This one and only audit reassured the America of 1953. But that America was still used to accepting official government statements at face value. In later years, after all the lies connected with Vietnam, Watergate, and so many things ever since, Americans today have lost much of their respect and belief in the words of their government. (In fact, few today even view it as “their” government.) An audit such as the one of 1953 would today satisfy almost nobody.

The years after 1953 saw hundreds of millions of ounces of gold fly out of the US. It is absolutely certain that wealthy Americans, operating behind foreign institutions, were able to accumulate gold at what are clearly now bargain prices. But more important, America’s enemies were able to do the same: exchanging the paper dollars for gold at $35 an ounce.

In the book, I tell the sad story of how Washington tried to suppress the price of gold during the 1960s with the London Gold Pool. Both the official and private responses regarding this are included.

It is clear to me that the last bull market for gold lasted 20 years, from 1960 to 1980. However, the price of gold only rose during the 1970s. This is because the price was manipulated – suppressed – all during the 1960s. When the manipulation stopped, the price soared far and fast to make up for the time it had been held down artificially. From $35 in 1971 to $850 at the January 1980 peak, that’s a rise of 2,329% at a time when every other asset class was either doing nothing or plunging.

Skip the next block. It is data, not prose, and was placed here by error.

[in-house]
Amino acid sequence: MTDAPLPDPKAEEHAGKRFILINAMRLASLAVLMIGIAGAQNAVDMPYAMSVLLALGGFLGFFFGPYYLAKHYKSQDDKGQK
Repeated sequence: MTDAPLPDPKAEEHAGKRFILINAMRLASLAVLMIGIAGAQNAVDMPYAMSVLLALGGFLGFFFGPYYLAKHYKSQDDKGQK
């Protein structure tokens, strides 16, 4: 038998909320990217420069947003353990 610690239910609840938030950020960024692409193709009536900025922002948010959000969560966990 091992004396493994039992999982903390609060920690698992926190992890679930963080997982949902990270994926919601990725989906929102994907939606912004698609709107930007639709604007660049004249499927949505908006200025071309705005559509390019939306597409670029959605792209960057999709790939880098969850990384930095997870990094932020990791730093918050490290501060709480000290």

After a period of moderation in inflation which began in 1980, gold went into a bear market. However, it reached a low of $256, much higher than the old low of $35. When the price began to rise in 2001, it hasn’t stopped. However, this has been a stealth rise, a bull market that has been ignored by most people.

Even after 10 consecutive years of annual rise, very few people own it or are excited about it.

I think there is still much, much more room for gold to rise. This bull market will take the price to a level much higher than most anyone today believes possible.

There are people who today think gold’s price is being manipulated and held down. If they studied the history of the London Gold Pool, they’d have to realize that any supposed suppression going on today is child’s play compared to what went on as official policy in the 1960s. If gold’s price action since 2000 has been suppressed, I say bring on more of it! It’s making gold holders wealthy.

10 year gold price per ounce 10 year gold price history in US Dollars per ounce